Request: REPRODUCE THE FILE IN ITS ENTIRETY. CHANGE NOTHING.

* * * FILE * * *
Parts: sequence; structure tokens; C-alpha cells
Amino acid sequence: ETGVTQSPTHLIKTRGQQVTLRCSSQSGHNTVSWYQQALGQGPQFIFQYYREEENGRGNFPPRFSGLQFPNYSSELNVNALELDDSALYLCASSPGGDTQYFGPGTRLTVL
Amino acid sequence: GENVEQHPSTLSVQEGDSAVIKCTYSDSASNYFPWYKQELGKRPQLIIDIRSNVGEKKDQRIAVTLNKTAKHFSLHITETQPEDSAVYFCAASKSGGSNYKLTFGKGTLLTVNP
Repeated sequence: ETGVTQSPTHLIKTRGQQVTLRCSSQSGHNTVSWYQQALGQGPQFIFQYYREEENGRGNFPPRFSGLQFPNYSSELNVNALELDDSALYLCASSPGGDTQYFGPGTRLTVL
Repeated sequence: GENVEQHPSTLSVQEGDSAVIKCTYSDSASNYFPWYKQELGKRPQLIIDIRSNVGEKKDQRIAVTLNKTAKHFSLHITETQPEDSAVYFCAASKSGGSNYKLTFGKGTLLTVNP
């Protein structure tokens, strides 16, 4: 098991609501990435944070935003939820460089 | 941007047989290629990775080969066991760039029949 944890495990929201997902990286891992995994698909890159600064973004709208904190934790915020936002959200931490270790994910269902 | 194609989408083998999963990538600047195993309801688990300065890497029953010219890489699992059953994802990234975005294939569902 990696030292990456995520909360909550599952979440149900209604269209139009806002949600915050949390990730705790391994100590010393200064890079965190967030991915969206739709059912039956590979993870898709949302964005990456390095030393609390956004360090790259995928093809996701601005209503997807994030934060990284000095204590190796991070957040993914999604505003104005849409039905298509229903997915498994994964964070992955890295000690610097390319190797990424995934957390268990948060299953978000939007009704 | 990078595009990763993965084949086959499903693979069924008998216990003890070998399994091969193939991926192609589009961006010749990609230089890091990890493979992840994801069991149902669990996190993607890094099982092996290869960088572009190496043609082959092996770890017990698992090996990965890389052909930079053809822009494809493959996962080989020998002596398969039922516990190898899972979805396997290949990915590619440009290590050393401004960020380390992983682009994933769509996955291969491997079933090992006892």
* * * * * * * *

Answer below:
Parts: sequence; structure tokens; C-alpha cells
Amino acid sequence: ETGVTQSPTHLIKTRGQQVTLRCSSQSGHNTVSWYQQALGQGPQFIFQYYREEENGRGNFPPRFSGLQFPNYSSELNVNALELDDSALYLCASSPGGDTQYFGPGTRLTVL
Amino acid sequence: GENVEQHPSTLSVQEGDSAVIKCTYSDSASNYFPWYKQELGKRPQLIIDIRSNVGEKKDQRIAVTLNKTAKHFSLHITETQPEDSAVYFCAASKSGGSNYKLTFGKGTLLTVNP
Repeated sequence: ETGVTQSPTHLIKTRGQQVTLRCSSQSGHNTVSWYQQALGQGPQFIFQYYREEENGRGNFPPRFSGLQFPNYSSELNVNALELDDSALYLCASSPGGDTQYFGPGTRLTVL
Repeated sequence: GENVEQHPSTLSVQEGDSAVIKCTYSDSASNYFPWYKQELGKRPQLIIDIRSNVGEKKDQRIAVTLNKTAKHFSLHITETQPEDSAVYFCAASKSGGSNYKLTFGKGTLLTVNP
């Protein structure tokens, strides 16, 4: 098991609501990435944070935003939820460089 | 941007047989290629990775080969066991760039029949 944890495990929201997902990286891992995994698909890159600064973004709208904190934790915020936002959200931490270790994910269902 | 194609989408083998999963990538600047195993309801688990300065890497029953010219890489699992059953994802990234975005294939569902 990696030292990456995520909360909550599952979440149900209604269209139009806002949600915050949390990730705790391994100590010393200064890079965190967030991915969206739709059912039956590979993870898709949302964005990456390095030393609390956004360090790259995928093809996701601005209503997807994030934060990284000095204590190796991070957040993914999604505003104005849409039905298509229903997915498994994964964070992955890295000690610097390319190797990424995934957390268990948060299953978000939007009704 | 990078595009990763993965084949086959499903693979069924008998216990003890070998399994091969193939991926192609589009961006010749990609230089890091990890493979992840994801069991149902669990996190993607890094099982092996290869960088572009190496043609082959092996770890017990698992090996990965890389052909930079053809822009494809493959996962080989020998002596398969039922516990190898899972979805396997290949990915590619440009290590050393401004960020380390992983682009994933769509996955291969491997079933090992006892």